Hindutva forces, through a shared cultural commonality with Mahatma Gandhi, whom they also killed, managed to push for the cow as an animal to be protected by a constitutional provision within the Directive Principles of State Policy. Article 48 of the Constitution states that the Government will protect and breed cows. No democratic Government of India will work against this directive principle.

The Constitution of a nascent nation is not merely a legal and political document; it is also a cultural document. The Indian Constitution in fact is much more.

It is this directive that has created a food and cultural crisis in past months. Forces aligned to the ideology of Hindutva (a Hindu theocratic state) have been attacking minorities and Dalits on the illusory belief that only minorities eat beef. It was an irony that the Constitution mentions only the cow but not the buffalo as the animal that needs protection. This is simply because Hindutva respects the cow as it is seen racially as a white and superior animal, while the buffalo is seen as a black and inferior animal.

Now invoking the same Constitution  (that they otherwise reject when it comes to equality of citizenship) Hindutva forces have been passing very retrogressive laws against the historical food culture of Indian people. Beef is and has been the cherished food of Indian Adivasis, Dalits and several OBC communities. Of course during the anti-British campaign Gandhi used his own vegetarian culture, misrepresenting this as ‘Indian’ culture. Forces of the political Hindu right, including the RSS, which found him anathema when it came to composite nationhood and communal harmony and therefore killed him, have cleverly used his cultural campaign as theirs too. Somehow, Ambedkar did not see this danger and allowed the cow protection into the Constitution. This article, in my view, should be either removed from the Constitution or through an amendment; the buffalo must be incorporated as an animal that requires protection too. Discriminating against the buffalo over the cow is an extension of human discrimination manifest in the caste system.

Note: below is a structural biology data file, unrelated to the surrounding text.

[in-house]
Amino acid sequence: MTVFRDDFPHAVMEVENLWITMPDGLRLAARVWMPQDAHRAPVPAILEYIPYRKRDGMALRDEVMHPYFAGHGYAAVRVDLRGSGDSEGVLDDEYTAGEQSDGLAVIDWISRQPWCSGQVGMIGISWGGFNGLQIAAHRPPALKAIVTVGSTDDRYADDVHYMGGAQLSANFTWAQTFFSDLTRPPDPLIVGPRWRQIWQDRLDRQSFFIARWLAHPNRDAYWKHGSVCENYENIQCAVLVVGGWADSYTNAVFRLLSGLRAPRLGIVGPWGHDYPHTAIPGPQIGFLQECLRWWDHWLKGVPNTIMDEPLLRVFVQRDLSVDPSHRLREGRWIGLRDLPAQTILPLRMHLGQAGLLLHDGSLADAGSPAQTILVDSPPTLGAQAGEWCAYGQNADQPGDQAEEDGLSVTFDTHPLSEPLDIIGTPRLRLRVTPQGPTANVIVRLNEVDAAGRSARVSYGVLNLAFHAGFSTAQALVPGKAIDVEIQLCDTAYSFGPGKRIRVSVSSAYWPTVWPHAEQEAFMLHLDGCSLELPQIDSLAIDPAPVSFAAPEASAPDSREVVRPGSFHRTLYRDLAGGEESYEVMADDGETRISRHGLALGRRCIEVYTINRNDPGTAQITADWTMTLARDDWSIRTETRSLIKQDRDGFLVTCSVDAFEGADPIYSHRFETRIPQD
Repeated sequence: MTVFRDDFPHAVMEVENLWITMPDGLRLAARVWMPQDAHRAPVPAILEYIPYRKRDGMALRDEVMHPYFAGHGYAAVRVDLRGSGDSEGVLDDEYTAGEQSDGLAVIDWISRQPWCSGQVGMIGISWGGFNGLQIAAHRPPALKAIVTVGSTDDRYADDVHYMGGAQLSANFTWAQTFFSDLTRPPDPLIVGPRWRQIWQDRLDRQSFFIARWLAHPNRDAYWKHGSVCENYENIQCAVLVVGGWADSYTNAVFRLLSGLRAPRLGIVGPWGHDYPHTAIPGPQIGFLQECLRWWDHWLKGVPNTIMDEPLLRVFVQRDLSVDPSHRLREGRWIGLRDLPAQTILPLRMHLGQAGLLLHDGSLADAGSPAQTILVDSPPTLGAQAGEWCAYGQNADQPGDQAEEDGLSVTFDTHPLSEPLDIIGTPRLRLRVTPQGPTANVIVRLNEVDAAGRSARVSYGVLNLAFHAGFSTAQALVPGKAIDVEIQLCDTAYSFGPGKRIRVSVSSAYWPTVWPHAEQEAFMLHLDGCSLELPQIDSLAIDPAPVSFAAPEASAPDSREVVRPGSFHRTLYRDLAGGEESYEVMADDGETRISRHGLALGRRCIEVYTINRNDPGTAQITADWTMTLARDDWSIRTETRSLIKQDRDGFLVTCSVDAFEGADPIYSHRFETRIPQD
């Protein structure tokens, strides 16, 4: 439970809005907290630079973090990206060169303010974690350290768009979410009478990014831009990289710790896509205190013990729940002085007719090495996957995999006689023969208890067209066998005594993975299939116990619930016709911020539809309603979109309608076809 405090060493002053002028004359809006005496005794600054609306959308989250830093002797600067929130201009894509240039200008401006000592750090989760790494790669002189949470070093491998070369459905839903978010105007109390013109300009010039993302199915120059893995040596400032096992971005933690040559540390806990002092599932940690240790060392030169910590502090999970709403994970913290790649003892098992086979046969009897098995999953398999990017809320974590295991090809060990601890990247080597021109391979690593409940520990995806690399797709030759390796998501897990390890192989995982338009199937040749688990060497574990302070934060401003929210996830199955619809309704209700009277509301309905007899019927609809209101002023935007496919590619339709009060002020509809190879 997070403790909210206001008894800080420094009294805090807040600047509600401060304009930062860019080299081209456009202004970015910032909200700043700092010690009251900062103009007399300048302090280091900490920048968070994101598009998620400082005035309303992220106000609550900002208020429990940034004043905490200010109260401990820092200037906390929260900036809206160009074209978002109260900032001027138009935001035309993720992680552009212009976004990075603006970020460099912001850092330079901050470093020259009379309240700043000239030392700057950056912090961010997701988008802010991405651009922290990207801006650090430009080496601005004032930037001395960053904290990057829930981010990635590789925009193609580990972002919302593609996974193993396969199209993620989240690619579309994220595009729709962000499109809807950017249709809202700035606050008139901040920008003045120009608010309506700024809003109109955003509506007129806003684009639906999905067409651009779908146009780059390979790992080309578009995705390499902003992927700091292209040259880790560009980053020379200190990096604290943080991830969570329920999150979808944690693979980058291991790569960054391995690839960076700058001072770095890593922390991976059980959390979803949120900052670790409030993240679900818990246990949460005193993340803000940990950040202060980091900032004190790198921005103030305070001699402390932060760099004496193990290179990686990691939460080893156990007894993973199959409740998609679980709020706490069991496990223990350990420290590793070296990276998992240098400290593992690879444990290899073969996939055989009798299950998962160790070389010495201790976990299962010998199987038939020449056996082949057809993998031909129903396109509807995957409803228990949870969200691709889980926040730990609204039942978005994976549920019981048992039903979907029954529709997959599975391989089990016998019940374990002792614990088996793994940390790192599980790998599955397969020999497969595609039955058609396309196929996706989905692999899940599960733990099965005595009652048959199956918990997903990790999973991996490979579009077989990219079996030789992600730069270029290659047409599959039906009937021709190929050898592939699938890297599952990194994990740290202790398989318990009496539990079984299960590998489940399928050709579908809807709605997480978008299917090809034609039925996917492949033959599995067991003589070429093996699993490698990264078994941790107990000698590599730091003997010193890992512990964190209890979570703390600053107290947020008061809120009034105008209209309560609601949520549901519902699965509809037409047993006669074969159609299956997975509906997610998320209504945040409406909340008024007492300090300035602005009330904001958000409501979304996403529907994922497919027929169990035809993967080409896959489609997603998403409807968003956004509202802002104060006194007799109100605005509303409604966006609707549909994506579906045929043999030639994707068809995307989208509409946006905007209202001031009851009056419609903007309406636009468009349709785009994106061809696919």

Those who argue that Hinduism is different from Hindutva must understand that the major agitation for cow protection was conducted by Hindu sanayasis like the Shankaracharyas in 1966.   Shankracharya Niranjandev Tirth, Swami Karpatri and Mahatma Ramchandra Veer observed a fast against the killing of cows. Mahatma Ramchandra Veer fasted for 166 days at the time. At that time Congress regimes did not allow the cow protection issue to get out of hand. But now the very same issue has created countrywide havoc. Both Brahminic Hindu organizations and political Hindutva outfits are responsible for creating a major crisis in India’s agrarian sector and food sector.

All social forces must fight to defend the basic Constitutional right of Indians to eat what they like to eat, to pray to whichever God they want to pray, to dress in whatever manner they want to dress, and marry whoever they choose to marry. As of now the multi-culturalism of India is in great danger.

Let us fight to together to save India from the danger of Hindutva onslaught and it anti-Constitutionalism.

*Professor and director, Centre for the Study of Social Exclusion and Inclusive Policy, Maulana Azad National Urdu University, Hyderabad. Source: https://www.sabrangindia.in/